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Karen DeSalvo

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Population-health programs vs. hospitals


Eric Hunter, CEO of safety-net health plan CareOregon, said that if its population-health efforts were as successful as he’d like, hospitals would significantly cut back on their services.

“I tell hospitals, and they hate when I tell them this, ‘In my perfect world, I would never need you,’” Mr. Hunter told panelists at a Politico event. “My goal is to put you out of business. If we can do the right thing, all you’ll have is an ER for when somebody gets in a car wreck.”

But many  providers won’t have  access to strong community health programs such as CareOregon’s.

Karen DeSalvo, M.D., former national coordinator for health information technology at the the Department of Health and Human Services, pressed for culture changes that include breaking down data silos that block providers from seeing the full picture of a patient’s, or a  community’s, health.

Dr. DeSalvo said: “It means that we really have to rethink how we look at health.”

To see the Politico event, please hit this link.


A new blueprint for U.S. public health


1802 caricature of Edward Jenner vaccinating patients who feared it would make them sprout cowlike appendages.

A new blueprint is needed to guide  U.S. public health,  focusing on food and housing security, good schools and transportation, as well as directly on medical care and illness and injury prevention, wrote Karen DeSalvo, acting assistant secretary for health at the Department of Health & Human Services, and Georges Benjamin, executive director of the American Public Health Association, in Health Affairs.

In other words, run American public health services more as governments do in the many other developed nations, in Western Europe and East Asia, that have far better health outcomes than does the U.S.

“Public Health 3.0” sees   public health leaders  as chief health strategists for their communities, in which there would be many cross-sector partnerships, including employers, insurers, education leaders and other stakeholders.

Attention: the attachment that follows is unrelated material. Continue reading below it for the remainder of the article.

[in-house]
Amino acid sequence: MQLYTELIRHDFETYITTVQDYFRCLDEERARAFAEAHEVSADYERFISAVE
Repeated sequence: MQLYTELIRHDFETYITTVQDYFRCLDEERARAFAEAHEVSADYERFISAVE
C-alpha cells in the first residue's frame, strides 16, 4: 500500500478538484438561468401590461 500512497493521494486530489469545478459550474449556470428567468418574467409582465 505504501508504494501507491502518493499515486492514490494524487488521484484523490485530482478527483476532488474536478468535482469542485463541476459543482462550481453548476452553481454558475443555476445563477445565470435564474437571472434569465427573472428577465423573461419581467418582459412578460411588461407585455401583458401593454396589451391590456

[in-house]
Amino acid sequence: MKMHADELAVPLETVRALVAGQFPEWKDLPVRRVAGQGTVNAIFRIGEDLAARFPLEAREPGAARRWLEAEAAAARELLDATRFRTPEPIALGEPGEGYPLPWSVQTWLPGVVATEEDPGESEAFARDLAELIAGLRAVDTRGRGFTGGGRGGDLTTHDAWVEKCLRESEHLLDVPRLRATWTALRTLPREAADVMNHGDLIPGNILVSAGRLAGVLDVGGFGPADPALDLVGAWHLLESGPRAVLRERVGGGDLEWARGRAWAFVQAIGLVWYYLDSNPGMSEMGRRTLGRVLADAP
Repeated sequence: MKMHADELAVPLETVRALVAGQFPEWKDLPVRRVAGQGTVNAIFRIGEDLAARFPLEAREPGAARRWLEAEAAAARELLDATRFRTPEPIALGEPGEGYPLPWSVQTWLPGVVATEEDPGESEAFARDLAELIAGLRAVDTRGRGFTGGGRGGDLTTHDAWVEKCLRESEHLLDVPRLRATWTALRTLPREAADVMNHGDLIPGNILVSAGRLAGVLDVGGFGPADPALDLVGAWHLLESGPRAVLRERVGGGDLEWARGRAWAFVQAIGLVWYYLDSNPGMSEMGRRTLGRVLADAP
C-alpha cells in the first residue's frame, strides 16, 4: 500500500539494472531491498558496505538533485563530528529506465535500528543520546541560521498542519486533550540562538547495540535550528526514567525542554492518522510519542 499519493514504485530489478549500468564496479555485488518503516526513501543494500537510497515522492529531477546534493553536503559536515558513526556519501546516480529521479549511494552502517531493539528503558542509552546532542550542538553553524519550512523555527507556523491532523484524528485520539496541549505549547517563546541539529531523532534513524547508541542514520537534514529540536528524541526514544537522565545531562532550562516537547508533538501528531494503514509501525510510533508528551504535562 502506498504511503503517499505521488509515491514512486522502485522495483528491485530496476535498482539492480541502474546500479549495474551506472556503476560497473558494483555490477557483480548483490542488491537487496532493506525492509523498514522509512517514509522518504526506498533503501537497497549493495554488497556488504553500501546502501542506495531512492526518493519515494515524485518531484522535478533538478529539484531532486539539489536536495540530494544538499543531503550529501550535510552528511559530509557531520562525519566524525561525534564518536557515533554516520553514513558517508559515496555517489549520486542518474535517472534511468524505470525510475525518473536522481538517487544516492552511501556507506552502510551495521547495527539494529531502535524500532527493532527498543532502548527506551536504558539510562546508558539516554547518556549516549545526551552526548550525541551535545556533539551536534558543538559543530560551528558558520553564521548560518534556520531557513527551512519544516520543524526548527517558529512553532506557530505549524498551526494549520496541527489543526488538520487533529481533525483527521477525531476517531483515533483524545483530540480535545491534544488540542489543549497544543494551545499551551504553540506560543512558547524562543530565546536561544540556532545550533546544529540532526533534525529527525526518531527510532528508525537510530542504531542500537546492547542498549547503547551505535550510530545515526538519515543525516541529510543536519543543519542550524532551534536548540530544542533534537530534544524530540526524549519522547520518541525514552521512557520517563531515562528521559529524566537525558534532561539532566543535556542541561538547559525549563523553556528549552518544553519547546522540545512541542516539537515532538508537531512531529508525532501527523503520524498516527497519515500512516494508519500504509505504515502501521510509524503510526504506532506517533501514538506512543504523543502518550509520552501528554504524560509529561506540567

The blueprint would build on such earlier public health efforts as mass vaccinations, antibiotics, laboratory science, food and water safety and the professionalization and standardization of public health agencies.

“We must address the upstream drivers of health that touch everyone, no matter where they are born, live, learn, work, play, worship and age,” the authors wrote. “Public health is the essential infrastructure for this work, but it needs to innovate, and in many ways, reinvent itself so that we have what it takes to ensure that the American people are healthy, ready, and competitive in this global economy.”

Giving urgency to their proposals is that after decades of life expectancy growing in the U.S.,  average levels have been flat over the past three years and have actually dropped in some areas.

“Cross-sector partnerships to improve public health are already occurring across the country. ‘The traditional ‘silos’ of medical, behavioral and social services can’t meet the needs of our population alone,’’ Jim Hickman, CEO of Better Health East Bay, in California, told Healthcare Dive recently. “Partnerships, enabled by technology and amplified by data-sharing, are the first step in changing the way we deliver care.”

Other Public Health 3.0 blueprint steps include ensuring that all public health departments are nationally accredited, thus providing communities with “timely, reliable, granular-level … and actionable data,’’ establishing metrics to measure public health programs’ success and more flexible and sustainable funding sources.

To read the Health Affairs article,  please hit this link.

To read a Healthcare Dive analysis, please hit this link.

Alliance to push to make EHRs easier to use

The Obama administration has announced that  tech companies, hospital systems and physician groups have agreed to act to make electronic health records (EHRs) easier for consumers to  use.

EHRs systems often don’t talk to each other, limiting their usefulness to patients, especially those with complex health problems.

“Now is the time for this data to be free and liquid and available,” said Karen DeSalvo, head of the  Department of Health and Human Services  office overseeing the transition to computerized medical records from paper ones.

The Minneapolis Star Tribune noted that “Taxpayers have ponied up about $27 billion in subsidies to encourage the adoption of electronic medical records by hospitals and doctors’ offices. But the results so far have fallen short of the data-driven transformation that proponents envisioned. With new personal health applications for mobile devices hitting the market, there’s a renewed push to clear obstacles rooted in different technologies and clashing competitive priorities among vendors and healthcare providers.”

Those in the agreement said they’d work to:

  • Improve consumer access. “Theoretically, patients would be able to easily access their records from one provider and transfer them to another. That second provider would be able to seamlessly import the earlier records into its system,” the Star Tribune reported.
  • Stop blocking health-information sharing. “A report last year  found that some healthcare organizations were blocking the sharing of information outside their group.”  But “some experts say that’s already changing with greater use of something called ‘direct exchange,’ a secure messaging pathway between registered medical providers,” the paper reported.
  • Put standards for secure, efficient digital communications into effect.


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